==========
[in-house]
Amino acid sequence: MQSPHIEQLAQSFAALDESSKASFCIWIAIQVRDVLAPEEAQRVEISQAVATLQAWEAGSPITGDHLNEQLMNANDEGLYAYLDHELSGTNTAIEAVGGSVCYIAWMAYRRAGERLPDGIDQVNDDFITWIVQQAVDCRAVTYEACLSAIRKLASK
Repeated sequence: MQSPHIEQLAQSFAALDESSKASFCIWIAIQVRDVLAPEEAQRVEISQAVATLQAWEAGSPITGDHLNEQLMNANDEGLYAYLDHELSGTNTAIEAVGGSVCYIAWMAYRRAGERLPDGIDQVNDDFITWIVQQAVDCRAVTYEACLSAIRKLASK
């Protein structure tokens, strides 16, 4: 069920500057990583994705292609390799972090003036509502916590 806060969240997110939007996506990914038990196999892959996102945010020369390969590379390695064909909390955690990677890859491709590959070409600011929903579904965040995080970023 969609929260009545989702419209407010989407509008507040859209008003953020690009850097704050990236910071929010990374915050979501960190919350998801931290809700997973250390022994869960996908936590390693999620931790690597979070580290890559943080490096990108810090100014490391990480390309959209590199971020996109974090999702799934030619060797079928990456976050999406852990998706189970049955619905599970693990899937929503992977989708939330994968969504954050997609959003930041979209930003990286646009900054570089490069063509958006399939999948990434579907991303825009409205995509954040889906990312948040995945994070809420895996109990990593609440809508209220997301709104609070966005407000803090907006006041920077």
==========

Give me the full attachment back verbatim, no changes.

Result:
[in-house]
Amino acid sequence: MQSPHIEQLAQSFAALDESSKASFCIWIAIQVRDVLAPEEAQRVEISQAVATLQAWEAGSPITGDHLNEQLMNANDEGLYAYLDHELSGTNTAIEAVGGSVCYIAWMAYRRAGERLPDGIDQVNDDFITWIVQQAVDCRAVTYEACLSAIRKLASK
Repeated sequence: MQSPHIEQLAQSFAALDESSKASFCIWIAIQVRDVLAPEEAQRVEISQAVATLQAWEAGSPITGDHLNEQLMNANDEGLYAYLDHELSGTNTAIEAVGGSVCYIAWMAYRRAGERLPDGIDQVNDDFITWIVQQAVDCRAVTYEACLSAIRKLASK
């Protein structure tokens, strides 16, 4: 069920500057990583994705292609390799972090003036509502916590 806060969240997110939007996506990914038990196999892959996102945010020369390969590379390695064909909390955690990677890859491709590959070409600011929903579904965040995080970023 969609929260009545989702419209407010989407509008507040859209008003953020690009850097704050990236910071929010990374915050979501960190919350998801931290809700997973250390022994869960996908936590390693999620931790690597979070580290890559943080490096990108810090100014490391990480390309959209590199971020996109974090999702799934030619060797079928990456976050999406852990998706189970049955619905599970693990899937929503992977989708939330994968969504954050997609959003930041979209930003990286646009900054570089490069063509958006399939999948990434579907991303825009409205995509954040889906990312948040995945994070809420895996109990990593609440809508209220997301709104609070966005407000803090907006006041920077």